The premise is simple: it’s the 90s and the Alexandria Ceremonial Police Orchestra is travelling from Egypt to Petah Tikva to perform in a concert. Due to a language barrier, they end up in the tiny desert town of Bet Hatikva with little money, no hotel to check into, and a full day’s wait until the next bus out of town.
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The next ninety minutes follow members of the band as they explore the town with their hosts. Café owner Dina (Chilina Kennedy), her employee Papi (Adam Gabay) and patron Itzik (Pomme Koch) each take a few members of the orchestra with them, and each provide a different look into Bet Hatikva, its residents, and their struggles. In its Toronto premiere this 10-time Tony winning musical, based on the film of the same name, is directed by David Cromer and presented by Mirvish.
The central storyline is that of Dina, who takes the band’s conductor Tewfiq (Sasson Gabay, who played the same role in the 2007 film of the same name) and suave trumpeter Haled (Joe Joseph) back to her small apartment, situated up above the streets and placed within the town through the use of a set window up above the stage’s buildings. Kennedy’s Dina is electric; she moves languidly and lazily around, and given the character’s history as an aspiring dancer, her fluid movements (choreography by Patrick McCollum) add to the dreaminess of numbers like ‘Omar Sharif.’
On the other hand, Kennedy fills her Dina with passion. She’s unafraid to speak her mind and manages to convey her feelings about her husband perfectly while slicing a watermelon, even with her back turned to the audience. In complete contrast, Gabay is ramrod-straight and politely professional to the max. The quiet approach to the character makes him all the more endearing, and his ‘Itgara’a’ is nothing short of magical as it breaks down an unseen barrier between the pair that leads to a beautiful moment of music and movement.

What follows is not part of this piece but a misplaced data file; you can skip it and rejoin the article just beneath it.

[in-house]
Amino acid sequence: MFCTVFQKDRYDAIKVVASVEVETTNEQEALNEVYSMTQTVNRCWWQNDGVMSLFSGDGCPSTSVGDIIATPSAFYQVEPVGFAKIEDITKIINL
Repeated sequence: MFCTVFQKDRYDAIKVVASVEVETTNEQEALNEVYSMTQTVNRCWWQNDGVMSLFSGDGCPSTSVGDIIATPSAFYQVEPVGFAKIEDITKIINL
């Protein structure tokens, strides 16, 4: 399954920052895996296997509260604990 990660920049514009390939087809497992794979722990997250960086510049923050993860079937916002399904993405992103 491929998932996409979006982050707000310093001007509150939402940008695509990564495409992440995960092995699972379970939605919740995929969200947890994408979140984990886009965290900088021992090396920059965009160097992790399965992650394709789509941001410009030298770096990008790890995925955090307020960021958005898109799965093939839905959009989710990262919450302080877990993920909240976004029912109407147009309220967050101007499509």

Joseph and Gabay are a completely believable odd couple, pairing Haled’s charming nature against Papi’s social awkwardness. The two take full advantage of the comedic opportunities in their back-to-back solos, and a short moment exploring the potential for anger against the visiting Egyptians is a stark reminder of the differences between them and the townspeople, although the show doesn’t get into the politics of it’s setting.
The focus on human connection is possibly most poignant within Itzak’s home, where the unemployed man has brought home the clarinetist Simon, who dreams of conducting and is working on his own concerto. At dinner they’re joined by Itzak’s wife Iris (Kendal Hartse) and father-in-law Avrum (David Studwell), and as the night progresses they become more open with one another based on a mutual love of music. The simplicity of ‘Itzak’s Lullaby,’ gives Koch plenty of room to bring forth a softness and innocence that makes him all the more loveable, and in his interactions with Hartse are quick, important and effective.
Between these three different groups, the rest of the band are peppered throughout the town – and set – to provide accompaniment and instrumental pieces, with backing by the orchestra. One of the highlights of the show comes after curtains, where the full band performs a mini concert that really accentuates their skills and the beauty of the David Yazbeck’s music.